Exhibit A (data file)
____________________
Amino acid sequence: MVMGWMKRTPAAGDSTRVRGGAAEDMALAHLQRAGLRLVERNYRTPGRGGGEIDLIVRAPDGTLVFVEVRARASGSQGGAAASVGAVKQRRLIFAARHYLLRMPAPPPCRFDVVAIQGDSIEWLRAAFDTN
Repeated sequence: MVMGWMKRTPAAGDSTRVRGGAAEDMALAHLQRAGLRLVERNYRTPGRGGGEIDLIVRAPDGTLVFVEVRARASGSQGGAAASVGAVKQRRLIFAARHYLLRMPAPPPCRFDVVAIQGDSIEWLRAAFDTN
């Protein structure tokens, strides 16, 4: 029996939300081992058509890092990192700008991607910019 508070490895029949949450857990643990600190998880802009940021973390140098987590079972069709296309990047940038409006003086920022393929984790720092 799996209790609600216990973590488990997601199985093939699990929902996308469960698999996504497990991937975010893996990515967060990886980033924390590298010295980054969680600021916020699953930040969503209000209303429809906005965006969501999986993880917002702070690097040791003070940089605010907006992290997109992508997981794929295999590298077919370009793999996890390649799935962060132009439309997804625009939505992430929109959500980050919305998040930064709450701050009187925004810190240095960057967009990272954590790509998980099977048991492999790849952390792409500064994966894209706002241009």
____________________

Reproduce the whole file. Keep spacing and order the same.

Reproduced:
Amino acid sequence: MVMGWMKRTPAAGDSTRVRGGAAEDMALAHLQRAGLRLVERNYRTPGRGGGEIDLIVRAPDGTLVFVEVRARASGSQGGAAASVGAVKQRRLIFAARHYLLRMPAPPPCRFDVVAIQGDSIEWLRAAFDTN
Repeated sequence: MVMGWMKRTPAAGDSTRVRGGAAEDMALAHLQRAGLRLVERNYRTPGRGGGEIDLIVRAPDGTLVFVEVRARASGSQGGAAASVGAVKQRRLIFAARHYLLRMPAPPPCRFDVVAIQGDSIEWLRAAFDTN
């Protein structure tokens, strides 16, 4: 029996939300081992058509890092990192700008991607910019 508070490895029949949450857990643990600190998880802009940021973390140098987590079972069709296309990047940038409006003086920022393929984790720092 799996209790609600216990973590488990997601199985093939699990929902996308469960698999996504497990991937975010893996990515967060990886980033924390590298010295980054969680600021916020699953930040969503209000209303429809906005965006969501999986993880917002702070690097040791003070940089605010907006992290997109992508997981794929295999590298077919370009793999996890390649799935962060132009439309997804625009939505992430929109959500980050919305998040930064709450701050009187925004810190240095960057967009990272954590790509998980099977048991492999790849952390792409500064994966894209706002241009």